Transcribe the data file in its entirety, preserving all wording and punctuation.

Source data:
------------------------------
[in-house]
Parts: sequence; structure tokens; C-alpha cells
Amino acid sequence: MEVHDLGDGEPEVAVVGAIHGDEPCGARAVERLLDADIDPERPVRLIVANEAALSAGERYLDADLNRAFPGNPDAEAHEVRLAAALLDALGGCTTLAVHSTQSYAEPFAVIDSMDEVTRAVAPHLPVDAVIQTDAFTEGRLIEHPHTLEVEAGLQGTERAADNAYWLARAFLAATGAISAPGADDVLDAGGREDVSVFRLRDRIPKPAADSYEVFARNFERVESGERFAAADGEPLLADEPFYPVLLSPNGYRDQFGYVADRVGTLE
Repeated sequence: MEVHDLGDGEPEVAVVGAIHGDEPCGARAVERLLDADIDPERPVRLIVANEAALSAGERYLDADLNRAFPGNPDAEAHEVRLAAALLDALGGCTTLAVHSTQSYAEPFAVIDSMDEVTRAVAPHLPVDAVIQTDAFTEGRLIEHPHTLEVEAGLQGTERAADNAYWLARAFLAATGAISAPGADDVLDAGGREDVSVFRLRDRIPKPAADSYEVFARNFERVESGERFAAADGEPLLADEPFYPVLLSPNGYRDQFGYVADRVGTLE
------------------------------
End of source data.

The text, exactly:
[in-house]
Parts: sequence; structure tokens; C-alpha cells
Amino acid sequence: MEVHDLGDGEPEVAVVGAIHGDEPCGARAVERLLDADIDPERPVRLIVANEAALSAGERYLDADLNRAFPGNPDAEAHEVRLAAALLDALGGCTTLAVHSTQSYAEPFAVIDSMDEVTRAVAPHLPVDAVIQTDAFTEGRLIEHPHTLEVEAGLQGTERAADNAYWLARAFLAATGAISAPGADDVLDAGGREDVSVFRLRDRIPKPAADSYEVFARNFERVESGERFAAADGEPLLADEPFYPVLLSPNGYRDQFGYVADRVGTLE
Repeated sequence: MEVHDLGDGEPEVAVVGAIHGDEPCGARAVERLLDADIDPERPVRLIVANEAALSAGERYLDADLNRAFPGNPDAEAHEVRLAAALLDALGGCTTLAVHSTQSYAEPFAVIDSMDEVTRAVAPHLPVDAVIQTDAFTEGRLIEHPHTLEVEAGLQGTERAADNAYWLARAFLAATGAISAPGADDVLDAGGREDVSVFRLRDRIPKPAADSYEVFARNFERVESGERFAAADGEPLLADEPFYPVLLSPNGYRDQFGYVADRVGTLE